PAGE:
(note: this is a reposting of part of my original post which I was told had too many questions in one post)
Please bear with me as I am a chemistry newbie, but I am autistic and have recently developed a fixation on electrosynthesis and must understand it.
I'm interested in split reaction systems, where a salt bridge connects two chambers, and an aqueous media is used. I'll try to split my questions about this into two sections; water alone, and organic synthesis that take place in water.
In the anode chamber, with the use of a catalytic anode (platinum, platinized titanium, palladium, etc), will the free radicals form hydroxides, peroxide, etc. just build up if the water is stirred properly? Or will ions coming across the salt bridge balance it out somehow? I am confused about that because I thought the point of the salt bridge is to isolate half reactions. So I assume you get unbalanced results isolated in each chamber?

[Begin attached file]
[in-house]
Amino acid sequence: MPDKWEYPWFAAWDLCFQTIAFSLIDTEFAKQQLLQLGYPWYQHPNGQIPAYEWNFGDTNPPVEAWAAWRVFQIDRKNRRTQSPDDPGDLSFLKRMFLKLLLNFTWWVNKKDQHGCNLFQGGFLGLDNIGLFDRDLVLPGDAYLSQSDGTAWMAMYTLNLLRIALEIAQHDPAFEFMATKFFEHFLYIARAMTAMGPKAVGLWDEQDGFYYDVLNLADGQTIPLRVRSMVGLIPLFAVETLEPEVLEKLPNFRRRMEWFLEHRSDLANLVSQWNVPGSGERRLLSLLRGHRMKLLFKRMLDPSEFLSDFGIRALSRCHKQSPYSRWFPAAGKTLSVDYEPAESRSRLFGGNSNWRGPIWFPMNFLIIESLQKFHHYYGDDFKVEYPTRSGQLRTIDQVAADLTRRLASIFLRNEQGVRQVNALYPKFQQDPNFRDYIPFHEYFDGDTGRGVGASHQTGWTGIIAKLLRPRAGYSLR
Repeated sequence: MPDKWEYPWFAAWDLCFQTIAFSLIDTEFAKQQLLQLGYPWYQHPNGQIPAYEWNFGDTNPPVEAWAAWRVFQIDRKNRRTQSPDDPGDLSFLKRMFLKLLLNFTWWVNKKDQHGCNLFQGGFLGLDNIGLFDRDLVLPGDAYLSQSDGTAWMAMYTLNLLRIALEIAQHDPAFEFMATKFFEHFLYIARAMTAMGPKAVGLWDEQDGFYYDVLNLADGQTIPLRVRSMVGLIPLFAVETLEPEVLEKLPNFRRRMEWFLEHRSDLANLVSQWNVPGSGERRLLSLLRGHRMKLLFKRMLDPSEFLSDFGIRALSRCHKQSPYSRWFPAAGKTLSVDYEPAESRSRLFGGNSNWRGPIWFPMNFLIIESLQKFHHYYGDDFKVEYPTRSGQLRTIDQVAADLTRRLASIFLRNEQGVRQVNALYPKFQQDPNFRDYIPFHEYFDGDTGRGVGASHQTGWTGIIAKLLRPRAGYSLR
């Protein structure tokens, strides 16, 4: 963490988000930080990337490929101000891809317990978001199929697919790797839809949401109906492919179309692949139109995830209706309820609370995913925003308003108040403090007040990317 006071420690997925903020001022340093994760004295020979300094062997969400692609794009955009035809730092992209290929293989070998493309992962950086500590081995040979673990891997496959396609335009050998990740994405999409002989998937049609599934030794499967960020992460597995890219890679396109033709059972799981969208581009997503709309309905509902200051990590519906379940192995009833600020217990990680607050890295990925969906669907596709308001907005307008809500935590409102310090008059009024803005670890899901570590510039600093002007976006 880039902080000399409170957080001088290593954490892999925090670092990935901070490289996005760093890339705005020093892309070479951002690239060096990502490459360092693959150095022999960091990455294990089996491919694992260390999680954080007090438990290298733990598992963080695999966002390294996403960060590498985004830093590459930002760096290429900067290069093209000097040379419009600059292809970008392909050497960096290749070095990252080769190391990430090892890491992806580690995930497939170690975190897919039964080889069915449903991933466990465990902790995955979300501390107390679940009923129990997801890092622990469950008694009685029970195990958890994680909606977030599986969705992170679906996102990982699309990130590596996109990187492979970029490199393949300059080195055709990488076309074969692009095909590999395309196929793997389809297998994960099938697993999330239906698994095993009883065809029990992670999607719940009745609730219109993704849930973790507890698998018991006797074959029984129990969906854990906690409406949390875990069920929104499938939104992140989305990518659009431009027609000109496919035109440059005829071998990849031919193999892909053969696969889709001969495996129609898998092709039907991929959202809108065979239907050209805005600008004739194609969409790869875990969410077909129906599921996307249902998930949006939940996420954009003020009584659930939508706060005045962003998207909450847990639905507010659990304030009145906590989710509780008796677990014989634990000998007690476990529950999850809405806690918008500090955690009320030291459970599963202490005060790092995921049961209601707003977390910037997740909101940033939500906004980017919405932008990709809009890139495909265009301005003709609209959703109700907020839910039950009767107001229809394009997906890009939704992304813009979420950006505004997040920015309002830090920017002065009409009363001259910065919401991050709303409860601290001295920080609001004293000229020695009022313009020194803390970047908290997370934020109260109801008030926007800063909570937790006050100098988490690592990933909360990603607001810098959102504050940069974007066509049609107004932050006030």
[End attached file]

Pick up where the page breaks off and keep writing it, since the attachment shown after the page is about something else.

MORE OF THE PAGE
When you add a complex organic molecule, how do the electrochemists keep the side-reactions from trashing their molecules? Do they have to factor in the water reactions as part of their strategy to reduce or oxidize the compound?